By Noel Randewich
SAN FRANCISCO (Reuters) - Leading mobile chipmaker Qualcomm said on Wednesday it could face a civil action from U.S. authorities over alleged bribery of officials associated with state-owned companies in China.
With smartphone sales tapering off in the United States, China is a major market for Qualcomm, but doing business there has included disagreements over royalties and an antitrust investigation.
In its fiscal second-quarter report, Qualcomm said it has received a notice from the Securities and Exchange Commission's Los Angeles office advising it of a preliminary determination to recommend an enforcement action against the company for violating the Foreign Corrupt Practices Act (FCPA).
Qualcomm said the civil action could seek remedies including "disgorgement of profits, the retention of an independent compliance monitor to review the company's FCPA policies and procedures, an injunction, civil monetary penalties and prejudgment interest."
Qualcomm said it first learned of and disclosed the SEC investigation in 2012.
In its own investigation, Qualcomm said it found instances in which "special hiring consideration, gifts or other benefits were provided to several individuals associated with Chinese state-owned companies or agencies."
The chipmaker believes the total value of the benefits was less than $250,000.
Qualcomm said it received a from the SEC's Los Angeles office on March 13 advising it of the preliminary determination. On April 4, the San Diego company submitted an explanation of why it believes it has not violated the FCPA.
Earlier this month, Hewlett-Packard said it would pay $108 million to settle potential violations of the FCPA in Russia, Poland and other countries. They include allegations that an HP executive paid bribes worth over $500,000 in exchange for help winning contracts to supply computer equipment to Polish police headquarters.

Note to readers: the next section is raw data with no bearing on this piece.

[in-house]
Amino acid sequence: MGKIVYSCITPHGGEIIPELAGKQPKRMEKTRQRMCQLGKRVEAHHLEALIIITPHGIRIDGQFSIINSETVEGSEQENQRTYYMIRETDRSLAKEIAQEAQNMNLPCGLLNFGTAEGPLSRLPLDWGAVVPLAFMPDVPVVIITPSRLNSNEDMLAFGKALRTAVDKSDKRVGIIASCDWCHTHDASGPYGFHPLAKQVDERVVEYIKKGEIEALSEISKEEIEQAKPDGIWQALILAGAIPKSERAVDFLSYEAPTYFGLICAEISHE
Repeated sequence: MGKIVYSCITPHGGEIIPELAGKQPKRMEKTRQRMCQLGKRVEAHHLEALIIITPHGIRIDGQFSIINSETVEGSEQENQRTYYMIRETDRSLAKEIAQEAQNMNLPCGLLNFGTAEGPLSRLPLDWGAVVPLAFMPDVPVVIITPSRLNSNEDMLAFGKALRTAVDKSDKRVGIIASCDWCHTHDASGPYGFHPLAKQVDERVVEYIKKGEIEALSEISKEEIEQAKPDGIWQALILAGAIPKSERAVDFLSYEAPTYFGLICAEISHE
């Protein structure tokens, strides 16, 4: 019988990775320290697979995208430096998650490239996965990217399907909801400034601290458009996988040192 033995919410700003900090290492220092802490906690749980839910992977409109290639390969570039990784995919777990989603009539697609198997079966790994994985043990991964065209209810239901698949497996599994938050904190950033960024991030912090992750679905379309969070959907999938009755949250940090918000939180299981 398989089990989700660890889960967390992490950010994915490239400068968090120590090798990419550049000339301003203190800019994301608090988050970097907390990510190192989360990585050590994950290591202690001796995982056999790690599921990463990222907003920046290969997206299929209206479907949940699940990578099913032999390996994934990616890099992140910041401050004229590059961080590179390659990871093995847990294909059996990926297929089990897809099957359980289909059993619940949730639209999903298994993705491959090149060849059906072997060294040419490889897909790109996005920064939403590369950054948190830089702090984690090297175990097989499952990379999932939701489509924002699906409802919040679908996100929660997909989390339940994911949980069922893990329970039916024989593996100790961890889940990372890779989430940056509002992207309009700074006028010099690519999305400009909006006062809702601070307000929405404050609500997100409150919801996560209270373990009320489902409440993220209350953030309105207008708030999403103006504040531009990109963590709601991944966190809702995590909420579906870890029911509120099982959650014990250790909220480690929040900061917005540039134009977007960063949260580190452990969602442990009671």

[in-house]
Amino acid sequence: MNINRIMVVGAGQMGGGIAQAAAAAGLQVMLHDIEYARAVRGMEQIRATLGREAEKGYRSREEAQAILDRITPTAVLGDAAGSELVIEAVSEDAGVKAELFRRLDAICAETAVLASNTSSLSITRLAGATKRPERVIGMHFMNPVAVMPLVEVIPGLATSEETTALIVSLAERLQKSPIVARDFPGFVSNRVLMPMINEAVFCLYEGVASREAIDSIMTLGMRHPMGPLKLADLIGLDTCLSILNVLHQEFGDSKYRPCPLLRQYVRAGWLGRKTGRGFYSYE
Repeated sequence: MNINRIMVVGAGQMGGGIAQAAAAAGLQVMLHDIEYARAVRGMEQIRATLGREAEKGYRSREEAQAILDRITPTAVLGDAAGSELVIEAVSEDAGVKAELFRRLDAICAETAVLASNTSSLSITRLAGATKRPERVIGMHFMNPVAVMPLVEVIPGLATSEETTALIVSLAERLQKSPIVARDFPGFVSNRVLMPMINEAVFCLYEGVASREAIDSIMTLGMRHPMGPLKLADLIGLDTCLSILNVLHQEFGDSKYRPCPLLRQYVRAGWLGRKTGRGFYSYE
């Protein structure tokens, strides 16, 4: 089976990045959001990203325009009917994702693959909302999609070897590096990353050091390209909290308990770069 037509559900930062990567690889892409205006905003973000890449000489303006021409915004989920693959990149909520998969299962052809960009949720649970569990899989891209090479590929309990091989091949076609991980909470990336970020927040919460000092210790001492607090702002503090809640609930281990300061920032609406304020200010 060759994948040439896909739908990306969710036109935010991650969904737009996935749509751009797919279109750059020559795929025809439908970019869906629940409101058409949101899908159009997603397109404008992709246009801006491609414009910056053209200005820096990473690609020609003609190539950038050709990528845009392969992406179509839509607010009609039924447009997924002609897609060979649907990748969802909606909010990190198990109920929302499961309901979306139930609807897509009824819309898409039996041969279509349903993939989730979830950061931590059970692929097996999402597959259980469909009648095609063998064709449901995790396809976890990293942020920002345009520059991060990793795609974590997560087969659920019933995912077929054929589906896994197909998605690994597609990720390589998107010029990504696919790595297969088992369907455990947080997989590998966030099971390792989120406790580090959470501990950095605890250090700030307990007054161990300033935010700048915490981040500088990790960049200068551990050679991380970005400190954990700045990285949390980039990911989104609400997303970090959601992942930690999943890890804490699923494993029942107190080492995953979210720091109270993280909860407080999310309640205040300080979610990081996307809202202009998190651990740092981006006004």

China's anti-monopoly regulator is also investigating Qualcomm, which it suspects of overcharging and abusing its market position. Those allegations could lead to fines of more than $1 billion.
On a quarterly conference call with analysts on Wednesday, Qualcomm executives repeatedly denied the company had broken the law but declined to provide more details on the SEC allegations.
Scrutiny of Qualcomm's practices in China come at a key moment in its transformation from a smartphone manufacturing hub to a major consumer market in its own right.
China Mobile, the world's largest cellphone carrier, is set to roll out a new network this year using 4G technology that Qualcomm dominates.
"China is an important part of their story. It's where all their unit growth is coming from," said FBR analyst Chris Rolland. "I think the (bribery investigation) will have limited financial impact by the time it's all said and done, but it certainly isn't good."
(Reporting by Noel Randewich; Editing by Prudence Crowther)
(THis story celetes extraneous words "and warning it of" in paragraph 8.)